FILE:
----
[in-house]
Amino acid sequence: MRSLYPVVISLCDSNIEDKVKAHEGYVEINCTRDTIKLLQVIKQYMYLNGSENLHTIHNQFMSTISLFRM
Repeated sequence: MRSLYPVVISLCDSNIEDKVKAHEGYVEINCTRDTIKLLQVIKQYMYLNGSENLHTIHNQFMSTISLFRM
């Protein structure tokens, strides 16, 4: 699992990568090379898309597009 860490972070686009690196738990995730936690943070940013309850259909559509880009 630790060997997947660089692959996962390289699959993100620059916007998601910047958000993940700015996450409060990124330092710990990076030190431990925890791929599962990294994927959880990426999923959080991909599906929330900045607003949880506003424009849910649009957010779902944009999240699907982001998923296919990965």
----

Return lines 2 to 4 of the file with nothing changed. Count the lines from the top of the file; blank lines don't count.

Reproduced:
Amino acid sequence: MRSLYPVVISLCDSNIEDKVKAHEGYVEINCTRDTIKLLQVIKQYMYLNGSENLHTIHNQFMSTISLFRM
Repeated sequence: MRSLYPVVISLCDSNIEDKVKAHEGYVEINCTRDTIKLLQVIKQYMYLNGSENLHTIHNQFMSTISLFRM
């Protein structure tokens, strides 16, 4: 699992990568090379898309597009 860490972070686009690196738990995730936690943070940013309850259909559509880009 630790060997997947660089692959996962390289699959993100620059916007998601910047958000993940700015996450409060990124330092710990990076030190431990925890791929599962990294994927959880990426999923959080991909599906929330900045607003949880506003424009849910649009957010779902944009999240699907982001998923296919990965």